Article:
Sunday, September 23, 2012

Graffiti Board

In graduate school, I learned about using the "Graffiti Board" method to get kids to share ideas, mostly linked to reading comprehension and discussions.  I loved the idea from the first time I saw it demonstrated, and I knew I wanted to use it in Spanish class.  Though most of my classes aren't at the level where we have formal reading discussions, there are many ways to use a Graffiti Board in the target language. 
A Graffiti Board can be done be using the classroom whiteboard space, or if the whiteboard space is limited,  you can use large paper taped to the wall.  Each space has a question or prompt and the students take their time, walking around the room from space to space, writing an answer on each space.  I encourage them to use different colors and to write wherever they want on the boards.  Seeing the colors, handwriting, and varying answers gives the look of a Graffiti Board and is both fun and interesting for the students.  It is great for visual learners and for anyone who likes to get up and move around during class.  It also encourages all students to share so that everyone's answers can be seen.  No one student can dominate and all answers get the attention they deserve.  Usually when the boards are complete, I read through the answers (without mention of who wrote what) and correct any target language spelling or grammar mistakes.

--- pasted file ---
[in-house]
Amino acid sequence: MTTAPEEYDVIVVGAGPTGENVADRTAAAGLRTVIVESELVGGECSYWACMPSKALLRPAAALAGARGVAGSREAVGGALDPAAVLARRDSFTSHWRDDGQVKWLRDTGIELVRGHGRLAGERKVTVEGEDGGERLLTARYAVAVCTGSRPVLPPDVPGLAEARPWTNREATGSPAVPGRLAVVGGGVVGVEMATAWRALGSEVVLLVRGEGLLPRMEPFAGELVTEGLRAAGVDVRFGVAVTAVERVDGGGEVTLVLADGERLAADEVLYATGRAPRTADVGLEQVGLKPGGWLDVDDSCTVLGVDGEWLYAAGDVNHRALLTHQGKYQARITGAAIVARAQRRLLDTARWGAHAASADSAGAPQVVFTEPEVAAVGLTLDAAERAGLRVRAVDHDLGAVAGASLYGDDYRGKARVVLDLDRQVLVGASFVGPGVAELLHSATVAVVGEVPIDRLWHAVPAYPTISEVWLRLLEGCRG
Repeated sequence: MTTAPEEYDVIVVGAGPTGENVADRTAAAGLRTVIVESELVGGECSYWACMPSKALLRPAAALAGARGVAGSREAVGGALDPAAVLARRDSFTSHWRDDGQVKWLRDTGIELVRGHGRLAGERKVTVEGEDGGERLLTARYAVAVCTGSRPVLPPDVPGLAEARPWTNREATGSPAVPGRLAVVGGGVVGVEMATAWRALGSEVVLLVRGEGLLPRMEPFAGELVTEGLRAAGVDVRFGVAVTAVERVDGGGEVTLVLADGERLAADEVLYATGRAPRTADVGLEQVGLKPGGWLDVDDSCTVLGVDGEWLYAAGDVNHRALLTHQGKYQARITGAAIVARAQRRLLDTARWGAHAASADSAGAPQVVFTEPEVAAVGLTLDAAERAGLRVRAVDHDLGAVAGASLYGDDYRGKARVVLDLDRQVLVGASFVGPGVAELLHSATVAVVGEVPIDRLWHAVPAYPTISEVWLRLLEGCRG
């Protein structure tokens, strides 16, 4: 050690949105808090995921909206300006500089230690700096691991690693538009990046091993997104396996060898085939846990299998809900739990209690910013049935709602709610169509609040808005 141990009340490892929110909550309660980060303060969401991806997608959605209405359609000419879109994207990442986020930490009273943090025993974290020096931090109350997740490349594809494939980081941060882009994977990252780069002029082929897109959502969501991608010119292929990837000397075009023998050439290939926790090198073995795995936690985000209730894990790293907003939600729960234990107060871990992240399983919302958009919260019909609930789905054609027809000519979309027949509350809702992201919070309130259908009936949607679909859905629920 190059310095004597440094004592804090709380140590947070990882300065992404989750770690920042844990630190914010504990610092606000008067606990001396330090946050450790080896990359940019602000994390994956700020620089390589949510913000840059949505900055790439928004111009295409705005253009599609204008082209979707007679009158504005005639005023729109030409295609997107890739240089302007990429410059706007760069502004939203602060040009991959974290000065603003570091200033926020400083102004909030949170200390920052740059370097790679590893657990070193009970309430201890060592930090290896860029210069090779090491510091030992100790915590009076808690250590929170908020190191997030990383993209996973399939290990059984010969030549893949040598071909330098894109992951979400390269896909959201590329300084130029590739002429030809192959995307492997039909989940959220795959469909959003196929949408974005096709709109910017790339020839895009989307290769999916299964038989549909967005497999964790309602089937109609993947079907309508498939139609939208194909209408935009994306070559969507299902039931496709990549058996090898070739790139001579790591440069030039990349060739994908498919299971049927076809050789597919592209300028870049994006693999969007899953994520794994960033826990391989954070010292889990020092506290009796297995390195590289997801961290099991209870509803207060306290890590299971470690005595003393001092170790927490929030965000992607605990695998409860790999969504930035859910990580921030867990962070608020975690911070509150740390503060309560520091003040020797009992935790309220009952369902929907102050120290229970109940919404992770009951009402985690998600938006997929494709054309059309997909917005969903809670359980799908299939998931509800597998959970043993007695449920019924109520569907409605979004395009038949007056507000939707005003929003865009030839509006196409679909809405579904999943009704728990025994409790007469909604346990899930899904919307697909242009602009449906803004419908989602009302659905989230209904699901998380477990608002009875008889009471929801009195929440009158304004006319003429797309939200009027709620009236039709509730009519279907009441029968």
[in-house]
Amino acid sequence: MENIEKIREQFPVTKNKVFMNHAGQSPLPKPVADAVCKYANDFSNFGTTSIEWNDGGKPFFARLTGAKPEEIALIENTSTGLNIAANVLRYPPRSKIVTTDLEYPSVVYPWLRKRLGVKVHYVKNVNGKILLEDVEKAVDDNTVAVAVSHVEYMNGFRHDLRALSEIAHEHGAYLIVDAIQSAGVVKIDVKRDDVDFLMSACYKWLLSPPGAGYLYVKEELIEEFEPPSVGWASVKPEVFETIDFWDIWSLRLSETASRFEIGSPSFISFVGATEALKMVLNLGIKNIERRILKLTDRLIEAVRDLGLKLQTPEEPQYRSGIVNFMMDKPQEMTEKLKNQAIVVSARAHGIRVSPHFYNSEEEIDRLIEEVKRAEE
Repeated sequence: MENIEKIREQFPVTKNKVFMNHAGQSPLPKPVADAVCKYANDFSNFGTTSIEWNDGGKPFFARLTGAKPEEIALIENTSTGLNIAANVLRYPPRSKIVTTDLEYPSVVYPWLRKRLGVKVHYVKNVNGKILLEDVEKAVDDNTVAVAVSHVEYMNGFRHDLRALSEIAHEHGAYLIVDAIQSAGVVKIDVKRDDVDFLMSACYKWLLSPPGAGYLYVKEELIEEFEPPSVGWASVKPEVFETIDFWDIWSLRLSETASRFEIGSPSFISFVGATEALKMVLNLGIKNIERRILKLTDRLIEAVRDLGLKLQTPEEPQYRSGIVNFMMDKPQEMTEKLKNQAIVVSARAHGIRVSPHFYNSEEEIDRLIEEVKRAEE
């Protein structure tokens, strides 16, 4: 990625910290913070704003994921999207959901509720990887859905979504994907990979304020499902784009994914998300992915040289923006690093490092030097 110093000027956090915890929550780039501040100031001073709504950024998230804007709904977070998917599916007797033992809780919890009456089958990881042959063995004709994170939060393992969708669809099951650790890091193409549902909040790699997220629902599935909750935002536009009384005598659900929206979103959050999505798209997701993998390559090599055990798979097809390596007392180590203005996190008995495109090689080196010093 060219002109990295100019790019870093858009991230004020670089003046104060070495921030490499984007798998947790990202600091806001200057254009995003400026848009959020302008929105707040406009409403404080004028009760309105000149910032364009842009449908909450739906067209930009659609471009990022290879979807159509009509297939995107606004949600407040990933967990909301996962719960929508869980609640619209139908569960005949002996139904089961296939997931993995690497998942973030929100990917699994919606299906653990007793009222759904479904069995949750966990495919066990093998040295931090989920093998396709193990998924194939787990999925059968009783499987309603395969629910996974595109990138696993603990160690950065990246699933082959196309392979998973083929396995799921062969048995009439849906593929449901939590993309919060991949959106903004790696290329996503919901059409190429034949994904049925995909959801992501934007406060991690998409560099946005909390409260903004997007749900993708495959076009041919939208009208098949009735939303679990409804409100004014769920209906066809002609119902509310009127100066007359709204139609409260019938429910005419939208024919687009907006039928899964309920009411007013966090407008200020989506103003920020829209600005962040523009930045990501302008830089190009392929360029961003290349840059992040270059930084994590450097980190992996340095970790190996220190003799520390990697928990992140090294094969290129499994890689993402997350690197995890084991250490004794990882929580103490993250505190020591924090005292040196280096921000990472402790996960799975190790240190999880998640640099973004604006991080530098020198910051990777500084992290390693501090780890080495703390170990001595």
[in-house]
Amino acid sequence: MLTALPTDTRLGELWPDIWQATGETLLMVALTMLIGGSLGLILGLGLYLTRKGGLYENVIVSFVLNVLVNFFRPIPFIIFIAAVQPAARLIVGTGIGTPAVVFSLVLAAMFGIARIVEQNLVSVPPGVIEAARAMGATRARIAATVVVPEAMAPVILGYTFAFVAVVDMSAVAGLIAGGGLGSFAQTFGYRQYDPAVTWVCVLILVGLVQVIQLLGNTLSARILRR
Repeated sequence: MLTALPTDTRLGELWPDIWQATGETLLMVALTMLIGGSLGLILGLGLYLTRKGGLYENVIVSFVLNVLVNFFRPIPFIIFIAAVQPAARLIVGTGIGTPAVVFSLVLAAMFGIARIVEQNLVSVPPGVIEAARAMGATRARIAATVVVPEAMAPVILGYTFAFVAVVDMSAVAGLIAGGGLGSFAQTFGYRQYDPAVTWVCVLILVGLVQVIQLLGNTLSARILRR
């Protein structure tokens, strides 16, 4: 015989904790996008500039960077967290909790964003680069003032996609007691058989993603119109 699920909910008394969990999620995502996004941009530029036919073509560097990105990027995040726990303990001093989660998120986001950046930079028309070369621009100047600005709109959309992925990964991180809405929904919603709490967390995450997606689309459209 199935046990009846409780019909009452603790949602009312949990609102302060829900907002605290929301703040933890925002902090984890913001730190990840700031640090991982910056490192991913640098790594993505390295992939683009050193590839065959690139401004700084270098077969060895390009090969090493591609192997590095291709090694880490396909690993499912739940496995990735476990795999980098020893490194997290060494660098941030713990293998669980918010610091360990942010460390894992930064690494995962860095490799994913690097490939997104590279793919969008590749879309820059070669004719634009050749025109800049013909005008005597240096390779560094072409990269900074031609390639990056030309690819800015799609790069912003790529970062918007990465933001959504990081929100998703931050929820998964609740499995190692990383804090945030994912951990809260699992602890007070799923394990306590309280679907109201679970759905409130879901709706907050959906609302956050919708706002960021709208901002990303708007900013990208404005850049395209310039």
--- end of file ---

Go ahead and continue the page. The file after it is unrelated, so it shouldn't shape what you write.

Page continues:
The first week of school, I assigned the students to write a short paragraph for homework telling me about them.  I asked them to use more advanced language instead of just using normal phrases like their age, where they live, and what they like.  To help them prepare for the assignment, we did Graffiti Boards in class.  There were different questions about them posted around the room.  Some asked them to respond in present tense, some in the past, and some in the future.  I asked questions that specifically asked them to answer using the grammar they have learned in the past as a reminder and to help them see how varied their knowledge is.  

Using Graffiti Boards as a pre-writing exercise was fun for them to do in class and really helped to improve the level of their paragraphs.  All of them used the present, past, and future in their paragraphs, something very few of them would have done without the in-class exercise.
~ La profesora

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